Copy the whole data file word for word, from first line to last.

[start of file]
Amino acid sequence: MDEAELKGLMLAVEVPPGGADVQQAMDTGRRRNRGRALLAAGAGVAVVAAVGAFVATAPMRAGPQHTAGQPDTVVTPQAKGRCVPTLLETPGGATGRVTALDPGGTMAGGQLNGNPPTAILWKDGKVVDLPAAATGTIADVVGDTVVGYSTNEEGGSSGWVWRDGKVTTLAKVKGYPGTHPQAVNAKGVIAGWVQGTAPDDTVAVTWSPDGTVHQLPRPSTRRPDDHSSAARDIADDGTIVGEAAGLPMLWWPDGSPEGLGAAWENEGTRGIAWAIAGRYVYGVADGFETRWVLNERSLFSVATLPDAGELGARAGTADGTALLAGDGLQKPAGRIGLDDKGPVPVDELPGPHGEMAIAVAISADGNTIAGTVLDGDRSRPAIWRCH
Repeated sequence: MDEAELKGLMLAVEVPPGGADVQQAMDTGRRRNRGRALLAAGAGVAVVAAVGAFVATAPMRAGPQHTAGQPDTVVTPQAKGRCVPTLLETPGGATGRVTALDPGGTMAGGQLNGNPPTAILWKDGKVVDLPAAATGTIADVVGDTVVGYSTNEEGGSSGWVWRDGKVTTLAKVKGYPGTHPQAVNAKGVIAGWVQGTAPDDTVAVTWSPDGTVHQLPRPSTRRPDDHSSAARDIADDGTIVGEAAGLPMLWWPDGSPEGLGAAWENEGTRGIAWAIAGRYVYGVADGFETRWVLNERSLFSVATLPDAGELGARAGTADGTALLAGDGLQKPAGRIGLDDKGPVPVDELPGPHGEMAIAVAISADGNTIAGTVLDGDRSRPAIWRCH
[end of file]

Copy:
Amino acid sequence: MDEAELKGLMLAVEVPPGGADVQQAMDTGRRRNRGRALLAAGAGVAVVAAVGAFVATAPMRAGPQHTAGQPDTVVTPQAKGRCVPTLLETPGGATGRVTALDPGGTMAGGQLNGNPPTAILWKDGKVVDLPAAATGTIADVVGDTVVGYSTNEEGGSSGWVWRDGKVTTLAKVKGYPGTHPQAVNAKGVIAGWVQGTAPDDTVAVTWSPDGTVHQLPRPSTRRPDDHSSAARDIADDGTIVGEAAGLPMLWWPDGSPEGLGAAWENEGTRGIAWAIAGRYVYGVADGFETRWVLNERSLFSVATLPDAGELGARAGTADGTALLAGDGLQKPAGRIGLDDKGPVPVDELPGPHGEMAIAVAISADGNTIAGTVLDGDRSRPAIWRCH
Repeated sequence: MDEAELKGLMLAVEVPPGGADVQQAMDTGRRRNRGRALLAAGAGVAVVAAVGAFVATAPMRAGPQHTAGQPDTVVTPQAKGRCVPTLLETPGGATGRVTALDPGGTMAGGQLNGNPPTAILWKDGKVVDLPAAATGTIADVVGDTVVGYSTNEEGGSSGWVWRDGKVTTLAKVKGYPGTHPQAVNAKGVIAGWVQGTAPDDTVAVTWSPDGTVHQLPRPSTRRPDDHSSAARDIADDGTIVGEAAGLPMLWWPDGSPEGLGAAWENEGTRGIAWAIAGRYVYGVADGFETRWVLNERSLFSVATLPDAGELGARAGTADGTALLAGDGLQKPAGRIGLDDKGPVPVDELPGPHGEMAIAVAISADGNTIAGTVLDGDRSRPAIWRCH